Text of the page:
This is where my story begins. I wasn't there myself in ancient Greece, but one of the actors in this terrible tale told me the story, and I believe him. Let me tell you his story as if I was a writer—I've always wanted to be a writer.

Who am I? Wait and see. Let's start at the dawn of time . . .

The bird soared and wheeled in the cloudless sky over the silent earth.

Beneath it lay valleys of rich green and white-topped mountains. A crystal blue sea shone in the distance. A deep forest loomed beneath the monstrous bird, and from the heart of the darkness a smudge of smoke rose into the clean air.

"Ahh!" the bird growled. "Fire." It scented the sooty air and climbed away from it. Then it turned and arrowed toward a distant mountain. "Breakfast," it hissed, and then it swooped down. Rabbits froze, terrified as the bird's death shadow passed over them. The bird ignored them and let the warm air lift it up the mountainside.

As it climbed, the shimmering grass below gave way to gray, wind-scrubbed shrubs and then bare rocks, too bleak for even moss to grow.

The bird lifted its hooked beak and half closed its curved wings till it dropped toward one massive boulder. On the boulder lay a man. Windburned and sunbaked, he lay there as the bird's claws clattered against his rock and it skidded to a halt. "Oooops!" the bird croaked. "After all this time I'm still not good at landing."

Fine chains had sunk into the rocks, and they wrapped around the man's wrists and ankles. Fine links—but unbreakable.

The bird shook its gold-brown feathers, and its black eyes burned. "Good morning, Prometheus. I hope you slept well," the bird hissed.

The man smiled. His face was as handsome as a god. "I slept very well."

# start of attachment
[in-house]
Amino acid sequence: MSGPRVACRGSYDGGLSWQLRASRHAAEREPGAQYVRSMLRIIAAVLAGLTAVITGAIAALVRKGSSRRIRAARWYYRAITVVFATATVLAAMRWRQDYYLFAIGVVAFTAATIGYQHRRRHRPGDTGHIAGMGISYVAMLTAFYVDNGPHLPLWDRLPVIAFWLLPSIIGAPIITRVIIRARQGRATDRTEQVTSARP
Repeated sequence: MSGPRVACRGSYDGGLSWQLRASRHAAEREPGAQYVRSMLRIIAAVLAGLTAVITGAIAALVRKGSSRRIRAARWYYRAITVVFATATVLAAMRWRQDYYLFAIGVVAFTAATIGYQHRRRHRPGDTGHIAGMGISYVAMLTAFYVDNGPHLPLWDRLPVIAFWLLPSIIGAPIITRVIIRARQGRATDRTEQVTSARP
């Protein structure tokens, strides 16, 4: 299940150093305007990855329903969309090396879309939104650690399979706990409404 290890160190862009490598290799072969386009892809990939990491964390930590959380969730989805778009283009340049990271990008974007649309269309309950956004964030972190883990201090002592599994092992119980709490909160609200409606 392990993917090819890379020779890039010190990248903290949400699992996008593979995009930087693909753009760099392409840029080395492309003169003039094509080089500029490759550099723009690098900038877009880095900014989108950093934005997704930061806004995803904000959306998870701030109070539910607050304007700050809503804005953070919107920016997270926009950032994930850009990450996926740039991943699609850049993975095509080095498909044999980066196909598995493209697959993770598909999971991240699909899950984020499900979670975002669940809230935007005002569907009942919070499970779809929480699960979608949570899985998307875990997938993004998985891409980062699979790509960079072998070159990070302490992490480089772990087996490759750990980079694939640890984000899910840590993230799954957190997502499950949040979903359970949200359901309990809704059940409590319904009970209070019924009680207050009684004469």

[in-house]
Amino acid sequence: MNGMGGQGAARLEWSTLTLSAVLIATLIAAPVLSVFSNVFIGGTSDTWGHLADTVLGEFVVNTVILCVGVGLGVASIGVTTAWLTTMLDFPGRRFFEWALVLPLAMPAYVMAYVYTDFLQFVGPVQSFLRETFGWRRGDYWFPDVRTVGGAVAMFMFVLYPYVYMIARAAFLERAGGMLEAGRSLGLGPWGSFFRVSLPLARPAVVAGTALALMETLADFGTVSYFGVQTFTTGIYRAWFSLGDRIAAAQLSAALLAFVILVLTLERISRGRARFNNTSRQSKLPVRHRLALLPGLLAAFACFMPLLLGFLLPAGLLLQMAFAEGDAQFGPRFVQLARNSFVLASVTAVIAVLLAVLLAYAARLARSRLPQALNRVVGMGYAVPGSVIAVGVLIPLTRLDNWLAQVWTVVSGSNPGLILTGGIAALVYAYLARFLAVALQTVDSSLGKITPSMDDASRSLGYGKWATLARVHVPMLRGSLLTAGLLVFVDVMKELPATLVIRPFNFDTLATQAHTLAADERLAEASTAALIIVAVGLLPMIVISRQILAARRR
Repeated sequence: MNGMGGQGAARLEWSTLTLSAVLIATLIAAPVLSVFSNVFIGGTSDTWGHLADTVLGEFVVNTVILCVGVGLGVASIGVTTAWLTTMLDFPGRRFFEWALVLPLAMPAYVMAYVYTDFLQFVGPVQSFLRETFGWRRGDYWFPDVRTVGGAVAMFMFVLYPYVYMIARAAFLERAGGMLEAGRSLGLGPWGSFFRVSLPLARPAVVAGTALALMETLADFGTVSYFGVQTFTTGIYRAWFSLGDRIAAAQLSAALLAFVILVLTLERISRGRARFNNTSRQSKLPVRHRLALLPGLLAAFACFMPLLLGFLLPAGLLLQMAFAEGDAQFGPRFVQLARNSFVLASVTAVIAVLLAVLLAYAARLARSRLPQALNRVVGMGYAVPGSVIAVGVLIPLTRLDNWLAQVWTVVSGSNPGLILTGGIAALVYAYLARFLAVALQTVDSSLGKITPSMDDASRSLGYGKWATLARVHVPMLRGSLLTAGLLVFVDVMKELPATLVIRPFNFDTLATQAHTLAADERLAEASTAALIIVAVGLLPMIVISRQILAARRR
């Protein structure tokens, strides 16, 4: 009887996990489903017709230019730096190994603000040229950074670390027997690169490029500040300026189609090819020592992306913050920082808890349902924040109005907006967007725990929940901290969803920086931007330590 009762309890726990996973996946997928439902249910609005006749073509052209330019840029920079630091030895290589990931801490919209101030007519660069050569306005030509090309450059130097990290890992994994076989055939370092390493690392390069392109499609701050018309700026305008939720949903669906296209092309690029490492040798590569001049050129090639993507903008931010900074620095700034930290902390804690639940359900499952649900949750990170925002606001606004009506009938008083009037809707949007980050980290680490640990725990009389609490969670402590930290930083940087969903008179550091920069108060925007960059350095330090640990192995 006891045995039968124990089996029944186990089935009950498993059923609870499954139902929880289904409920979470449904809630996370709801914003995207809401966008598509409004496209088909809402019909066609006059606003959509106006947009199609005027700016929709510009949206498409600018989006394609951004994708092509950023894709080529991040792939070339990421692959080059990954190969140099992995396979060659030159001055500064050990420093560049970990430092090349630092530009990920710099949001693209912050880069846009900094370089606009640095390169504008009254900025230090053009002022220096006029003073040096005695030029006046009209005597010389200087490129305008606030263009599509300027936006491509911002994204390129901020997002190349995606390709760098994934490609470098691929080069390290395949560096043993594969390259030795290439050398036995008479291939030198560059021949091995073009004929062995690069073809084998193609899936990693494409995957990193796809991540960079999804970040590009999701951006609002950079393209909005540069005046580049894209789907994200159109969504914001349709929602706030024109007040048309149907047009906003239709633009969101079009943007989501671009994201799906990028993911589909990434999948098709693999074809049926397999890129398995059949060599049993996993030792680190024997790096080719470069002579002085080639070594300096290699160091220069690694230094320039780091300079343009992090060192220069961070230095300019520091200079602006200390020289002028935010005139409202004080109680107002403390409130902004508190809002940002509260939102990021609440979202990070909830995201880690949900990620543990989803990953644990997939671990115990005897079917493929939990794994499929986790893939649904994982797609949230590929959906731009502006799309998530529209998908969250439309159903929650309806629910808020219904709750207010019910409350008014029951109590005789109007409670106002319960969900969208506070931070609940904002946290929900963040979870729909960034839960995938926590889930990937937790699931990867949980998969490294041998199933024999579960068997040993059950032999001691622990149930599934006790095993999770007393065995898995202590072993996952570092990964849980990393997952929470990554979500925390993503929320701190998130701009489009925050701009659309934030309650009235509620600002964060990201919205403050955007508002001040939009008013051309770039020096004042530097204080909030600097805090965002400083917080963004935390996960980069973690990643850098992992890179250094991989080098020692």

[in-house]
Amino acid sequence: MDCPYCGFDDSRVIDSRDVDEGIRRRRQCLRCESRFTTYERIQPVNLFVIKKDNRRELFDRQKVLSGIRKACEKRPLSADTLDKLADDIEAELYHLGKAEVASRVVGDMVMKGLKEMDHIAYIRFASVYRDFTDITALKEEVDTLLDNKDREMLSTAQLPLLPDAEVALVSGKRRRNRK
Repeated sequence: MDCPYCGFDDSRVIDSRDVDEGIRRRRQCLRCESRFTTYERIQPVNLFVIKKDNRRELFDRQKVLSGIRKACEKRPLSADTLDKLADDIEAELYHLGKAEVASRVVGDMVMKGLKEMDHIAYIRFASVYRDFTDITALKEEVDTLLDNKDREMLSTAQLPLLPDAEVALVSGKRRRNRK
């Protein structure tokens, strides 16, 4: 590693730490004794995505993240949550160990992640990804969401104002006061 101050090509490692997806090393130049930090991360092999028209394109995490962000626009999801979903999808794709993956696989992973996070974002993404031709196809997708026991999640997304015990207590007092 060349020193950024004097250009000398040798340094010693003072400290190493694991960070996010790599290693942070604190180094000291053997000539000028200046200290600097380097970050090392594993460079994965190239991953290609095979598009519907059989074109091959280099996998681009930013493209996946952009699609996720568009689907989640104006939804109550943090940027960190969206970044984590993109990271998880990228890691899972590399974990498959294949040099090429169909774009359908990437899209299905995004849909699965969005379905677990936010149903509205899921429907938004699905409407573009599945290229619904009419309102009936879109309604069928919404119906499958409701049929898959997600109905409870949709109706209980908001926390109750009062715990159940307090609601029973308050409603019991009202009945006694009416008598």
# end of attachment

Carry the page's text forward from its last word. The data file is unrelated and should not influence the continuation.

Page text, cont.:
The bird blinked. "You seem cheerful," it snapped suspiciously.

"I slept well," the man cried. "And had such wonderful dreams! I dreamed of freedom."

"You don't deserve it," the bird snarled. "You stole fire from the gods, and you gave it to those crawling creatures they call humans. You sneaked it away,

hidden inside a reed—you are no better than some robber on the road." The bird began to screech and ruffle its feathers. "The humans will burn our world and choke us all with smoke. You deserve worse than death . . . Fire Thief."

Prometheus smiled again. "And I have a punishment worse than death, don't

I? My cousin Zeus chained me here in the sun and snow, in the wind and hail, always to suffer but never to die."

A big gray tongue rolled from the side of the bird's cruel beak. "And worse,

Prometheus, and worse. You have me. The Fury. The great Avenger of the gods."

The bird began to pant. "What am I going to do, Prometheus?"

Prometheus opened his eyes as wide as a baby. "Oh! I don't know! What have you done every day for the last two hundred years, Fury? You have used your little beak to peck into my side and pull out my liver. You have killed me every morning for one hundred years. And every night I return to life to suffer again the next dawn."